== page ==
How switching off the TV gave us our darling daughter back

Our television has been one of my closest companions and best babysitters for the past three years. When A was just born and J went back to work (after a month at home), I watched Sopranos from start to finish. That’s SIX seasons! Add in a few seasons of Grimm, White Collar, Suits and Lie to me and you get a clear idea of what my life was like. For four months A wouldn’t nap for longer than 20 minutes during the day unless I carried her. And her internal clock only registered ‘bedtime’ as 6am for the loooooooooooongest time.  So I had a lot of time on my hands while being tied to one location. 

Fast forward to her being old enough to toddle around and I could no longer leave her to play contentedly in the campcot while making supper or tidying up. This is where Strawberry Shortcake saved the day and gave me at least half an hour to sort stuff out while she nodded along and clapped to the songs. 

As she got older we enjoyed introducing her to all the animated movies that we love. She could watch Penguins of Madagascar every day and be happy. We even got used to her names for the movies to the point where we forget what it was actually called

  • Dave = Penguins of Madagascar
  • The puppy one = Barbie and her sisters great adventure
  • The doggy one = Lady and the tramp
  • Wawa = Sofia the first 
  • Panda = Kung Fu Panda 3
  • The leopard bad guy = Kung Fu Panda 1
  • And so forth and so on

And if we couldn’t work out what she was asking for…well if you have kids you know the meltdown that followed.

Anyway, the reason for this post: about 6 months ago I noticed that she was becoming increasingly crabby and grumpy and just generally mean especially towards her dad. She has always been a late sleeper but now she would occasionally go until 2am (which wasn’t a trainsmash since she was staying at home and could sleep in). I couldn’t figure out why she was in such a bad mood. The slightest thing would flip a switch and she would become frustrated and highly irritable. We hate scolding her all the time. She’s such a good kid that it was obvious something was bothering her but we just couldn’t figure out what it was. 

I can’t remember what made me do it but one day I told her that the cats were fighting and they broke the tv. They do fight but she loves them so she not only accepted this story but she wasn’t even upset with them. There was some crying and whining but then the tv was forgotten. Just like that. She played with her toys, looked at her books and just entertained herself. The biggest change though was how loving she became towards her dad. It was almost a relief to her to not have the tv on if that makes any sense. It was more difficult for us to adjust to the tv drought than her. No more relaxing in front of the tv in the evening, now we had to be present and actively play with her. We loved it!! So tiring but so worth it! AND she went to bed earlier because she was tired from using more energy. Success! From then on our cats broke the tv every Monday morning and daddy fixed it every Friday after work.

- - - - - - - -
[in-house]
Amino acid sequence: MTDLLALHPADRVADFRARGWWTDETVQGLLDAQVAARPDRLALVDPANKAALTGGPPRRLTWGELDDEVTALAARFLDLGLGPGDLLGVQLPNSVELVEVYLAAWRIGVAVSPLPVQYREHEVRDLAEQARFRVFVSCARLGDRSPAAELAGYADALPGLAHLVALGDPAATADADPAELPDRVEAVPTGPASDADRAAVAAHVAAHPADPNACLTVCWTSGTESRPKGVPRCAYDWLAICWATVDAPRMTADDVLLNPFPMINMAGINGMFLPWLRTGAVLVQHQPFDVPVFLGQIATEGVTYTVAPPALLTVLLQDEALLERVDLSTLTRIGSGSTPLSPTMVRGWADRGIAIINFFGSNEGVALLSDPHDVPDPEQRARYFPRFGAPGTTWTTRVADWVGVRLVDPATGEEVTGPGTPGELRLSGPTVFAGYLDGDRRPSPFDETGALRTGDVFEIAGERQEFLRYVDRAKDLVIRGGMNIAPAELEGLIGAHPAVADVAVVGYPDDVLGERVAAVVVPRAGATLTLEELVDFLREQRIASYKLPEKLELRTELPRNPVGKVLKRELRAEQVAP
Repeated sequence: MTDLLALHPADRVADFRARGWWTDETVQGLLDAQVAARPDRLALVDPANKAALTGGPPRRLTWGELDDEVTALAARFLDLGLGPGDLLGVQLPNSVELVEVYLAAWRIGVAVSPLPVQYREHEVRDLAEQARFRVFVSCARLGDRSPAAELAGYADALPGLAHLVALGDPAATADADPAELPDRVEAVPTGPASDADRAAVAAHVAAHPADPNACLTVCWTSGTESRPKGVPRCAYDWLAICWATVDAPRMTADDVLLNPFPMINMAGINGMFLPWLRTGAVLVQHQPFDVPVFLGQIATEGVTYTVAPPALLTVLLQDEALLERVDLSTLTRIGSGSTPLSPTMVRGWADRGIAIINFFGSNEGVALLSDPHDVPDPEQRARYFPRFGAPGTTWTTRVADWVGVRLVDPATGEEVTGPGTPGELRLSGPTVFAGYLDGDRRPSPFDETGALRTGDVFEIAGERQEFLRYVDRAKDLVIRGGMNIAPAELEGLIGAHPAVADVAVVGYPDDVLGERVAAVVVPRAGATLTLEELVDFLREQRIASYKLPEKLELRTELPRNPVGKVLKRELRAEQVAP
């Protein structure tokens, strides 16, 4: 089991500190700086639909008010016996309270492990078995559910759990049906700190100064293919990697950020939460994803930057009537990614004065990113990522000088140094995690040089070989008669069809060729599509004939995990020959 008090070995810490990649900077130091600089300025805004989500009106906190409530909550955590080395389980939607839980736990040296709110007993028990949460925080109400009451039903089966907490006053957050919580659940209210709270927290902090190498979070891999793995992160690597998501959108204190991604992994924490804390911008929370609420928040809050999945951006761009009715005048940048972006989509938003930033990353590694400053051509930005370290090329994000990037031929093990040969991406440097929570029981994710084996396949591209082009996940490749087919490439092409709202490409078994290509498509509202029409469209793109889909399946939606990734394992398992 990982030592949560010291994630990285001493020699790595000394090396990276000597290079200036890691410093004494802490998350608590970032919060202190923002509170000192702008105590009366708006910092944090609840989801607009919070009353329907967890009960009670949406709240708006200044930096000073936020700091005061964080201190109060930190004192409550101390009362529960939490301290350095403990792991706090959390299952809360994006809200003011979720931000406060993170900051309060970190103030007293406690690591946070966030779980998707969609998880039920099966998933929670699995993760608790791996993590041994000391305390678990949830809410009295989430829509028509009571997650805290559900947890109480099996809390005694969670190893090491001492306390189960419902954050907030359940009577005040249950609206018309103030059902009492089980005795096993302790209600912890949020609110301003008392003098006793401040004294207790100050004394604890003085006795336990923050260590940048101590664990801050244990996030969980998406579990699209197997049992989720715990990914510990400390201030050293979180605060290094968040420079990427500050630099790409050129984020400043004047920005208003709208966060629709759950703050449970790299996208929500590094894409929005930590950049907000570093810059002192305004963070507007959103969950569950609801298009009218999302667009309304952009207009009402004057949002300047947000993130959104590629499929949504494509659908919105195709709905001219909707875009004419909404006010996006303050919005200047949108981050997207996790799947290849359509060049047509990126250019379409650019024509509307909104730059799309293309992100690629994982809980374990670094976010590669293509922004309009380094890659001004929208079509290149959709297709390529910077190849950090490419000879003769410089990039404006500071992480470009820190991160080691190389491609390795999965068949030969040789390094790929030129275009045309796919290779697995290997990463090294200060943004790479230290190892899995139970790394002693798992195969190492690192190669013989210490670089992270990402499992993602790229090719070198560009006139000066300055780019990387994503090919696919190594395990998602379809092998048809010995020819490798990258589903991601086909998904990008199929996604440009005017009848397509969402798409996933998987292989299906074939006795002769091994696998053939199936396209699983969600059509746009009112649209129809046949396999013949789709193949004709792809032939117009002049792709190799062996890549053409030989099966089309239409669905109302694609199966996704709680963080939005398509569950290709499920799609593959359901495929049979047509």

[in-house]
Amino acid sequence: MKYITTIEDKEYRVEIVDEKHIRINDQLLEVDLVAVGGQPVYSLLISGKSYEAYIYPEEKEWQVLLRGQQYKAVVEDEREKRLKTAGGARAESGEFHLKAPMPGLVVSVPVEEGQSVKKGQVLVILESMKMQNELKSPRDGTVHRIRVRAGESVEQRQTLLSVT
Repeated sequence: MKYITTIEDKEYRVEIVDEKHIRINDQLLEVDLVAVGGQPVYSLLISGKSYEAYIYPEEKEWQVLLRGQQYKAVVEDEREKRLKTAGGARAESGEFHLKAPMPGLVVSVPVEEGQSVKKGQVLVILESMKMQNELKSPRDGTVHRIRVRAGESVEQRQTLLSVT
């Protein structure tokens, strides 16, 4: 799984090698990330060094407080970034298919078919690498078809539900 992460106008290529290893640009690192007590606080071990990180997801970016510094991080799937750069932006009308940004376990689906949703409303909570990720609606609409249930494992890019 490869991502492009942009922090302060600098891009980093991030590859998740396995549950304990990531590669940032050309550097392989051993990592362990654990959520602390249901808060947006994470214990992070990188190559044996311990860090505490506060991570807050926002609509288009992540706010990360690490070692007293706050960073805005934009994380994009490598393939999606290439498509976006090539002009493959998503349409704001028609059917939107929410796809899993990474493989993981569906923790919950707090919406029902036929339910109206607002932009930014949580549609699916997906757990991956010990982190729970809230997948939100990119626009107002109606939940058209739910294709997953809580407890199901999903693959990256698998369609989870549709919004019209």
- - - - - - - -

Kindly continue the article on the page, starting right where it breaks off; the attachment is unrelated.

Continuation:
Then we moved. Amidst all the chaos I dropped the ball and we slipped back into our bad habit of the tv being on almost all the time. When she started school I felt guilty and let the tv watching continue even though I could see the warning signs. Until today. 

We fetched her from school, spent some time chatting about her day then she asked for a movie. Her dad put something on to watch with her. I was feeling lightheaded from the heat so I went to lay down. Five minutes in she realized I wasn’t there and she lost it. Screaming for me but not willing to leave the tv and come to the room. She fought her dad and cried and scratched and just generally lost her shit. Totally out of proportion to the situation. 

She eventually came to the room and cried herself to sleep next to me. When she woke from her nap she asked if the tv was still broken. I said yes. She said ‘oh man’ and that was that. We baked cupcakes, read books, chatted over supper together at the table (another thing I had let slip), played with instruments, had cuddles in bed and she went to sleep at 9pm. TOTAL TRANSFORMATION! It’s freaky. She was happy and playful and chatty and generally more relaxed. 

In trying to make her happy I was making her unhappy. A classic case of putting a child’s wants above their needs. I’m sure there will be times when I am too tired (especially now that I’m in the third trimester) and my resolve will crumble but I will make sure those times are few and far between. I love my sweet child too much to do that to her again.


2 thoughts on “How switching off the TV gave us our darling daughter back

  1. Yessssss! I get this. When baby was born we allowed constant iPad use and things just got out of control – late nights which meant late mornings and feelings of tiredness and bad behaviour by a kid usually so much better behaved. So we have banned it now. It pops out for special treats but that isn’t even once a week. We also have reduced access the to the tv so it didn’t just replace the iPad and it is such a pleasure to see the toys being played with again. It does take more time as a parent – you need to interact! – but the result is much nicer 🙂


  2. I have come to the same conclusion with my 3.5 year old daughter. I swear the TV makes her a maniac. It certainly would be a convenient crutch to use, but the aftermath is so unpleasant… she is more emotional, more whiney, and less obedient. We now limit it to one movie once a week (on Friday nights) and our days flow much more smoothly.

    I’m glad you discovered this before you had your new baby!

    Liked by 1 person

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